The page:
Groupon (GRPN), the Chicago-based daily deals company, began trading publicly today. The company's $12.7 billion initial market value is the second highest valuation in tech history. The first place spot is held by Google (GOOG), which had a valuation of $23.1 billion on its first day of trading in 2004.

So exactly how long can Groupon sustain growth?

It may be dependent on the new products Groupon has been releasing — not the daily deal emails that the site is known for.

According to YipIt, a daily deals aggregation site that also tracks data collected from daily deals websites, Groupon's local business deals gross billings, or the amount customers have been billed, has declined from $367 million in the second quarter of 2011 to $358 million in the third quarter of 2011 — about a three percent fall.

This decline in gross billings is important because Groupon makes a percentage of each sale hosted on its website. When gross billings decline, so does revenue. According to data provided by YipIt, Groupon's newest products have been driving overall billings growth.

Groupon Getaways, Groupon Live and Groupon Goods have done particularly well among all divisions in the company. The three groups were able to generate $36 million of billings, which made up nine percent of the total North American billings.

The data highlights a shift in the Groupon business model. During its roadshow, while Groupon was trying to generate interest among investors, the company was marketing itself as a local e-commerce marketplace rather than a daily deals company.

In the online roadshow, Groupon described its new product Groupon Now! as Groupon 2.0, indicating a radical shift in the company's strategy. Groupon Now!, which was released in May, is a location-based deal offers program that plots deals onto a map. Consumers can view Groupon Now! on a computer or on a mobile device.  According to slides from the company's roadshow, Groupon predicts that mobile deals will represent 50 percent of Groupon's sales within the next two years.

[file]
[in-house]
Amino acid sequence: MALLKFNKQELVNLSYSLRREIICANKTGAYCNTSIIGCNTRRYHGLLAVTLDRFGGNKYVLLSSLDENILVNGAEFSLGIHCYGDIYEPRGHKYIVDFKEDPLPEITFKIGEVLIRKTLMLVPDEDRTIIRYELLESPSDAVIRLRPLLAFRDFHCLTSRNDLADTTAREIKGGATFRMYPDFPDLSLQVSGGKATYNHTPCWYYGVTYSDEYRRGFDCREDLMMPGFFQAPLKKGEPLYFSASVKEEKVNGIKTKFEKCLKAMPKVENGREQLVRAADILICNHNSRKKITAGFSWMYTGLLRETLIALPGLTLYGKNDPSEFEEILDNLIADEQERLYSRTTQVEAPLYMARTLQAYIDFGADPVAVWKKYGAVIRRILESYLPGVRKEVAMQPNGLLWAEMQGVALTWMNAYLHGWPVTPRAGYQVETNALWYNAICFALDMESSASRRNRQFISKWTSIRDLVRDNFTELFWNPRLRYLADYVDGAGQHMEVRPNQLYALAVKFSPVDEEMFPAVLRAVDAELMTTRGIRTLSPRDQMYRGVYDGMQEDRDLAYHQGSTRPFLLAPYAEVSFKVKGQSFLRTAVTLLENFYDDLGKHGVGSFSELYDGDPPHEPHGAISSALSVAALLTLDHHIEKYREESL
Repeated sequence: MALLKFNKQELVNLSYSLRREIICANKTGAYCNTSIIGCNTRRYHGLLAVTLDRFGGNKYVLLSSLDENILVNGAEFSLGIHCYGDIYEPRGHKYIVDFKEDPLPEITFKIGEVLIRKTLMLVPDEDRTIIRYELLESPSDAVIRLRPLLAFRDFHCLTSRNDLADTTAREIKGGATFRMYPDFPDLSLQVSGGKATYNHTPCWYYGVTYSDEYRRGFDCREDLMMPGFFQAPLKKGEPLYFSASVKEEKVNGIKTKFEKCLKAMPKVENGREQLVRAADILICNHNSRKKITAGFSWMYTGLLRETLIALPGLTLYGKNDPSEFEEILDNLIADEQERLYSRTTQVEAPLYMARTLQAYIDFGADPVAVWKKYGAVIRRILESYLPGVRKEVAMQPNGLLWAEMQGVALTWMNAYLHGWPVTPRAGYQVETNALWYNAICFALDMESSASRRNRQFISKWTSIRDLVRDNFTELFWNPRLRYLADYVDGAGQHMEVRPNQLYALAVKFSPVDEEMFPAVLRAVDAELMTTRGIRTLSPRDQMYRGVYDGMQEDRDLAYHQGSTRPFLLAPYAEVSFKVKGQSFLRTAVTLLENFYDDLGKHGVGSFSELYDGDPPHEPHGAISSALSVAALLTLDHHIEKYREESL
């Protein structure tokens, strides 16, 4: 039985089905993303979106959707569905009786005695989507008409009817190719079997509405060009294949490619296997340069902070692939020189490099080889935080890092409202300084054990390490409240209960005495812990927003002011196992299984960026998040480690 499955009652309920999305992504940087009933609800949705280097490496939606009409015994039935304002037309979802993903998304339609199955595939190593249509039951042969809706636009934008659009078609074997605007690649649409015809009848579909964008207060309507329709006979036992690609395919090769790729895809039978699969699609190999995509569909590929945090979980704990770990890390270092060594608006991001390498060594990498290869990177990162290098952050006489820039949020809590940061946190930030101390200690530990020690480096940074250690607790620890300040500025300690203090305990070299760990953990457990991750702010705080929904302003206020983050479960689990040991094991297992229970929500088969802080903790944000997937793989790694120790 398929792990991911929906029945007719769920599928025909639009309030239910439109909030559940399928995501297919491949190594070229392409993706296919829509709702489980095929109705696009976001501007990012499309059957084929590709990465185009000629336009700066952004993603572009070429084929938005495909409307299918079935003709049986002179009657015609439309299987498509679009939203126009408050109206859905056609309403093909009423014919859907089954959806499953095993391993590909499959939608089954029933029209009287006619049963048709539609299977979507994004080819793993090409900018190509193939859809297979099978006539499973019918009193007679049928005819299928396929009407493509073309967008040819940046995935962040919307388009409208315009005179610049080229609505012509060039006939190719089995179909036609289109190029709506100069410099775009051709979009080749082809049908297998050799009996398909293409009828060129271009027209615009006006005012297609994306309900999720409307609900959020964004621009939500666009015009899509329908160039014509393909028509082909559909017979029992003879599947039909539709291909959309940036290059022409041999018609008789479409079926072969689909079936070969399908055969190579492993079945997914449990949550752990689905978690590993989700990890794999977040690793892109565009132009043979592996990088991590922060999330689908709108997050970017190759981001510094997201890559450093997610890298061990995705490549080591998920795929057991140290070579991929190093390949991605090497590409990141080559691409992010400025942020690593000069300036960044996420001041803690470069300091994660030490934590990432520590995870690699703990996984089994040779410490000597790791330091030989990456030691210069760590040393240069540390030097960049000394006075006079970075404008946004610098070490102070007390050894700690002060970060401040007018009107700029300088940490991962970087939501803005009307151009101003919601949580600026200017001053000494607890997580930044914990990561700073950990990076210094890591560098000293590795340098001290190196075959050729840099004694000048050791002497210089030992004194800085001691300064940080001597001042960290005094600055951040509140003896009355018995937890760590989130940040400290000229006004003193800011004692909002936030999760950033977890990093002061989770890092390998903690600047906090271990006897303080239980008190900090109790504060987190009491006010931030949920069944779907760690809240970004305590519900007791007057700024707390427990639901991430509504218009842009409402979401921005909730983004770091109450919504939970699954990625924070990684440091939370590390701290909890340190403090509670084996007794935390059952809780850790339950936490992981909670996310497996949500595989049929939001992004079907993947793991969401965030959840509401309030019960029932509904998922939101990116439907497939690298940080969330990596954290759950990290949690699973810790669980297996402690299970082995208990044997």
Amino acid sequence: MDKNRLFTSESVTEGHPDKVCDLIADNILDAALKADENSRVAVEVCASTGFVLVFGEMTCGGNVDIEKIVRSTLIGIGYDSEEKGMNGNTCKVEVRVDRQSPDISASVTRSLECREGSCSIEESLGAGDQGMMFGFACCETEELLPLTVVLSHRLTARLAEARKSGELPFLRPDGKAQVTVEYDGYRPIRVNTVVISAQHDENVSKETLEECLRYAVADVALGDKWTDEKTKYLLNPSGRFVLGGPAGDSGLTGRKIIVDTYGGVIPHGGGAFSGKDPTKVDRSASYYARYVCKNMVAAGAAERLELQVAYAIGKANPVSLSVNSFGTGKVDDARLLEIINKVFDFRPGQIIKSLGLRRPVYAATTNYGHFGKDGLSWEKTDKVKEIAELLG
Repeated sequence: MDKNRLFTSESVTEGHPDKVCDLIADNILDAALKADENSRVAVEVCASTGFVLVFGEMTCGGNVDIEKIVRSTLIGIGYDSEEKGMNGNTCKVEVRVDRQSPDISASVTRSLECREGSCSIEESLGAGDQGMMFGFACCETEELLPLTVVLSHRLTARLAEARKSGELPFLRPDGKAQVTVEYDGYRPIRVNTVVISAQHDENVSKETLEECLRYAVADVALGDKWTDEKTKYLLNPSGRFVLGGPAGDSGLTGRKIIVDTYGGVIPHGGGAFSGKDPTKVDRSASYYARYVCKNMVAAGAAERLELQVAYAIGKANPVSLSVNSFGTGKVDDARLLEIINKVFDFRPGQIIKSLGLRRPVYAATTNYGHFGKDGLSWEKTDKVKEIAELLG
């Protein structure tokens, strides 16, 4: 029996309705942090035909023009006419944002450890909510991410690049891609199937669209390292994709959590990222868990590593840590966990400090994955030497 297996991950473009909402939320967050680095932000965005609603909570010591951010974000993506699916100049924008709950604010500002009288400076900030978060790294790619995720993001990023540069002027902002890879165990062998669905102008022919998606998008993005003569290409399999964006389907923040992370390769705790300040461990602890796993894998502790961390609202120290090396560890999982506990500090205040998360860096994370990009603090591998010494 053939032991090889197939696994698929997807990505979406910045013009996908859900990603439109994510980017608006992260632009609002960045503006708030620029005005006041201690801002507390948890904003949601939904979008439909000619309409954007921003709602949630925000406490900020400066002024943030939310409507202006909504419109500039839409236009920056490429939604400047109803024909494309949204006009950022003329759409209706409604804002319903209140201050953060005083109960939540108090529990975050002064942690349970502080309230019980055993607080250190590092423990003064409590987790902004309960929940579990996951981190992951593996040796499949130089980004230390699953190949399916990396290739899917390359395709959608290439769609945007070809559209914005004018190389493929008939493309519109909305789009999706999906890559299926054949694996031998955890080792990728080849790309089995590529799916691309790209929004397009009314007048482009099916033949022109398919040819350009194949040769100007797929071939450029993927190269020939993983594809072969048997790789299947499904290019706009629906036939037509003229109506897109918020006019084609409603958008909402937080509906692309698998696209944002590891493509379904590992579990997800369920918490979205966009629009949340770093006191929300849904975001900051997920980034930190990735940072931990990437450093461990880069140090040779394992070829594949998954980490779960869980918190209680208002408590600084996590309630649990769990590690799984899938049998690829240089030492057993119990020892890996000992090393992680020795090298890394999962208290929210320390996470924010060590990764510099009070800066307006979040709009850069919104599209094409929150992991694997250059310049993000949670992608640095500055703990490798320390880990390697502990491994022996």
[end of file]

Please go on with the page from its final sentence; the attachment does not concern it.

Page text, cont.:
While Groupon touts the viability of Groupon Now!, YipIt has been tracking data from the service and notes that it's off to a slow start. According to YipIt data, Groupon Now! was only able to generate $1 million in billings across 25 markets during September. The amount was less than one percent of the company's gross billings on the month.

The slow growth of Groupon Now! isn't because of a lack of marketing, either: it's currently being promoted through a $10 credit given to anyone that uses the new platform. It's also being promoted in Groupon's daily deals emails. Still, Groupon Now! has not expanded to a new location for more than three months. The slow growth of Groupon 2.0 is not a good sign for the long-term growth of the company, which, according to the online roadshow, is contingent to the growth of the company's new platform.

The most crucial point from YipIt's analysis is the distinction between two different business models at play: Their point is that Groupon's local business deals — their original and still most prolific source of revenue — is a push business model, meaning that the company contacts subscribers and tries to get them to purchase goods. Groupon Now! is called a pull model because it aims to get users to open an application or website that allows them to view nearby deals. The traditional platform contacts the consumer. The new platform needs consumers to contact, or view, it.

The distinction is important for two reasons: Not only are these two services entirely different in terms of their relationship with the end-consumer, but there is also a large discrepancy between the billings that each platform has able to generate.

In essence, the platform that Groupon is touting as the future of the company isn't generating cash, and Groupon's traditional method of making cash is dwindling. Another important data point from YipIt shows that quarterly revenue growth has dropped 101 percent from the fourth quarter of 2010 to the third quarter of 2011.

All these points — the drop in Groupon's quarterly revenue growth, the slumping daily deals billings and the radical shift in the company's strategy — indicate that Groupon's dramatic entrance into the public market is ripe for short-selling.

Technology companies, notably Amazon and LinkedIn, have been targets for short-sellers who bet that the outsized valuations and skyward growth prospects are set too high. Short sales are executed when an investor borrows stock and sells it in the hope that it can be bought at a cheaper price. The net outcome is a profit.

Bloomberg Businessweek reported that after the initial pop of an IPO, the jump from the initial offering price to the open, 20 of the 25 hottest IPOs in 2010 and 2011 dropped significantly. The report notes that the 25 hot IPOs slipped 31 percent on average from their opening price. Many slipped more than 50 percent. The 333 IPOs that Bloomberg has data for slipped 11.1 percent. The difference between hot IPOS and all IPOs is 38.9 percent.

The future of Groupon remains largely undetermined, and, in many ways, has just begun. As the company tries to grow its new pull business model, it will evidently face several challenges. The company will likely succeed for years to come, but for the 5 percent of the company that is floating in the public market, it's fair to say that, unless people begin using Groupon Now! soon, the share prices have a high probability of dropping significantly.